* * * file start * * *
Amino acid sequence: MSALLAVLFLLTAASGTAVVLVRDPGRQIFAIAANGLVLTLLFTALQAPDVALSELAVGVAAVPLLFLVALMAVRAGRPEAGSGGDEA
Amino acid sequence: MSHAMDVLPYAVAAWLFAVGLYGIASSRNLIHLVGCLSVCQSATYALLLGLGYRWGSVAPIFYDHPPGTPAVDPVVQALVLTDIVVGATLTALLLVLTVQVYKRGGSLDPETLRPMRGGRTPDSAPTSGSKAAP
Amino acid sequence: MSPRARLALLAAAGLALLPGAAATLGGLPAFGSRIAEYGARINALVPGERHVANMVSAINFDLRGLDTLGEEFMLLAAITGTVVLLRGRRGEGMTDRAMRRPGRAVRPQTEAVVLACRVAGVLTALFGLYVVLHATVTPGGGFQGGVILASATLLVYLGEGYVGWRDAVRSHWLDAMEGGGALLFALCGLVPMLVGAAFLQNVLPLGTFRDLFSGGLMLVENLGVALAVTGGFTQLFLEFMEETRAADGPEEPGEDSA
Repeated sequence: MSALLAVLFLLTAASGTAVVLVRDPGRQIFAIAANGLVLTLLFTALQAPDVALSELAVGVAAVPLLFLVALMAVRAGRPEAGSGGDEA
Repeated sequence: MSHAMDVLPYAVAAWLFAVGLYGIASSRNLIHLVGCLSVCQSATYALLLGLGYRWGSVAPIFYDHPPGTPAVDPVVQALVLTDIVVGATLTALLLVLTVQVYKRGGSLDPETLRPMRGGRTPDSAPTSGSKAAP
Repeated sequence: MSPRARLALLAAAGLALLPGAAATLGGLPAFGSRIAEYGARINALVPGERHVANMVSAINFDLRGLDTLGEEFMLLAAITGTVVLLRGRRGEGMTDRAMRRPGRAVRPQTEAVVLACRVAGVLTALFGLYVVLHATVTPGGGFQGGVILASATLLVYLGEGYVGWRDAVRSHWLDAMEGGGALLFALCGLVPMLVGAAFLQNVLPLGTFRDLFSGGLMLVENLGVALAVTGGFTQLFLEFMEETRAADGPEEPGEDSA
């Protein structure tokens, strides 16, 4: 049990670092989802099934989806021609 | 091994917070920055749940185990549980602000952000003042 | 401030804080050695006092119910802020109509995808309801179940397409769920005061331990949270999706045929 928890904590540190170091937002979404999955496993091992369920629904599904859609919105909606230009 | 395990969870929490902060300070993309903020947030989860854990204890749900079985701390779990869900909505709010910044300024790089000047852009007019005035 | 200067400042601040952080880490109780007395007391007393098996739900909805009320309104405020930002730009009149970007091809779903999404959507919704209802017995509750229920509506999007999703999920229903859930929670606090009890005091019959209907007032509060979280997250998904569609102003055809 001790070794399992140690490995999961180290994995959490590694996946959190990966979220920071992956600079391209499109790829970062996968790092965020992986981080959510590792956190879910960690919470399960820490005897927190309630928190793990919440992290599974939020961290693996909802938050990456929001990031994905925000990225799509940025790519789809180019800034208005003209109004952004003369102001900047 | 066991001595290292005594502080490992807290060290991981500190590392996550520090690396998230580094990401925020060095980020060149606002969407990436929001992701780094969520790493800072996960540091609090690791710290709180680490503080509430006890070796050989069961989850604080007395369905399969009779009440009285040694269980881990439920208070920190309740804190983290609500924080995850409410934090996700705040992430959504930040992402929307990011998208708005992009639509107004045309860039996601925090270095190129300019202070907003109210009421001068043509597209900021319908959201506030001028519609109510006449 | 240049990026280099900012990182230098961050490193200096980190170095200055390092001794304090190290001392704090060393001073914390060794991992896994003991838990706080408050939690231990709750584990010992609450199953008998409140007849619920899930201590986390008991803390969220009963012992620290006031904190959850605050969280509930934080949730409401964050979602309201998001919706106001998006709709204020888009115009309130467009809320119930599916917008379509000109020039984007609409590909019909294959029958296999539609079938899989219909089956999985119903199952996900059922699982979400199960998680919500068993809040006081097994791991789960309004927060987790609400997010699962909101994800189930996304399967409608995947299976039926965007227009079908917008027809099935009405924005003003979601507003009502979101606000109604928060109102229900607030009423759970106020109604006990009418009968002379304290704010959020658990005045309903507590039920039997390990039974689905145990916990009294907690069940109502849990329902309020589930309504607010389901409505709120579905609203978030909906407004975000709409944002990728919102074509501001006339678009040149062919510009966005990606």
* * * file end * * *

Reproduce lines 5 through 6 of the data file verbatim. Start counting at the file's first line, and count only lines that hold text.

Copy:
Repeated sequence: MSHAMDVLPYAVAAWLFAVGLYGIASSRNLIHLVGCLSVCQSATYALLLGLGYRWGSVAPIFYDHPPGTPAVDPVVQALVLTDIVVGATLTALLLVLTVQVYKRGGSLDPETLRPMRGGRTPDSAPTSGSKAAP
Repeated sequence: MSPRARLALLAAAGLALLPGAAATLGGLPAFGSRIAEYGARINALVPGERHVANMVSAINFDLRGLDTLGEEFMLLAAITGTVVLLRGRRGEGMTDRAMRRPGRAVRPQTEAVVLACRVAGVLTALFGLYVVLHATVTPGGGFQGGVILASATLLVYLGEGYVGWRDAVRSHWLDAMEGGGALLFALCGLVPMLVGAAFLQNVLPLGTFRDLFSGGLMLVENLGVALAVTGGFTQLFLEFMEETRAADGPEEPGEDSA